Dirt and Mush

Written by ITW

December 20, 2020

The common thought is that a billion years ago, in the Proterozoic era, the Earth’s land looked very different, no trees, no vascular plants, no animals. It was basically a bare rock with cool stuff in the water. Except it wasn’t. A research scientist in Canada has recently discovered a fossil of what she named Prototxites (artist interpretation above). The fossil fragments are believed to be part of the 10 meter (33 feet) tall monolith of a fruiting body, covered in holes presumably made by small organisms like insects and arthropods. 

If we stop and look around in this era, all we will see is minerals; rocks; and mushrooms; never plants like we know. Vascular plants could not exist in this time yet, there was no soil, no soluble nutrient, no water holding qualities of any substrate around. Based on this finding, it took 500 million years for mushrooms to form the surface of earth into what could even be considered habitable for any vascular plant. Vascular plants made their way onto the scene in the Ordivician period (460MYA) with the internal incorporation of fungus. This relationship is described as endomycorrhizal symbiants, the mycelium is literally inside the plant in between plant cells. The symbiants trade the plant’s carbon for the mushroom’s soluble phosphorus, silica, nitrogen, water, and other micronutrients.

This new tag team quickly colonized vast swathes of shores very quickly and started to diversify just as fast. Soon enough there were forests of these symbiants, forming huge colonies that would have been bigger than any forest you could ever imagine. Mycorrhiza fungus species quickly adapted so it could assist multiple plant species, soon these forests had thousands of species of both plants and mushrooms. These huge forests had millions of miles of strands of mycorrhiza spanning mere square miles, this network could relay information back and forth for miles transporting nutrients, warning of pests, water distribution, antimicrobials, and the list goes on.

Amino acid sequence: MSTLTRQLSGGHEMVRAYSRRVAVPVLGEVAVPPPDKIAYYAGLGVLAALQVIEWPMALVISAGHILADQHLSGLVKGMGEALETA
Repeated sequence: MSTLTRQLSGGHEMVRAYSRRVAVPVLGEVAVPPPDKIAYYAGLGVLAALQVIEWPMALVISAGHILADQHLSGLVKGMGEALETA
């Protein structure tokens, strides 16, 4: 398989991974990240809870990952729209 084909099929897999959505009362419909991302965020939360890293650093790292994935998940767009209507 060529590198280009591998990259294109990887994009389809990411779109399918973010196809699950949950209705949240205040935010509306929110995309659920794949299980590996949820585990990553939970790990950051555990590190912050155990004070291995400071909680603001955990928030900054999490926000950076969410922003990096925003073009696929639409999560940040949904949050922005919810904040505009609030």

Deforestation has been a huge loss to not just the tree population but to unknown and non studied species of mycorrhizae that we will never get the chance to ever study again. This is the preface to a soil amendment post so you know why it is important for all plants, not just what you wanna grow. There are a few species of plants now that can exist without a fungal symbiont, every single one of them has tested to perform better growth and overall health wise when mycorrhiza is present. 




Where you go for spores.

Explore it, learn something new. And where it’s legal, order it.

Costa Rica (Arenal Volcano) Spore Print

A unique Cubensis first collected by LJ on the Arenal Volcano in Costa Rica. These are the F2 grow by BAS. Expect great and unique variation from these. Third photo is of the original specimen collected from the south side of the volcano. These are truly a winner. Expect Umbonate caps, consistent flushes and a new strain for your library.

Tosohatchee Spore Print

Tosahatchee is a wild Psilocybe Cubensis originally collected by InoculateTheWest in the cattle fields of Central Florida. It's name Tosahatchee comes from the region it was collected. These spores come from the first domesticated grow of the wild specimen. Basidium Equilibrium found these to be an extremely rewardgin strain to work, and the potency to be beyond any Cubensis he's experienced (MORE POTENT THAN APE).  We are grateful and proud to present to you, Psilocybe Cubensis Tosahatchee.

Golden Halo Spore Print

Ps. Cubensis that produces gold pigmented spores. One of the most sought after strains on the market, available to you now. 

Ganoderma Oregonense "Reishi" Slant

A wild culture of Ganoderma Oregonense, commonly known as "reishi". Reishi is recognized for both its unique growth variations as well as its medicinal benefits. 

PE7 Spore Swab

PE7 is an isolation of Penis Envy that was kept in circulation due to its unique growth (flower caps) and intense potency. One-of-a-kind PE.

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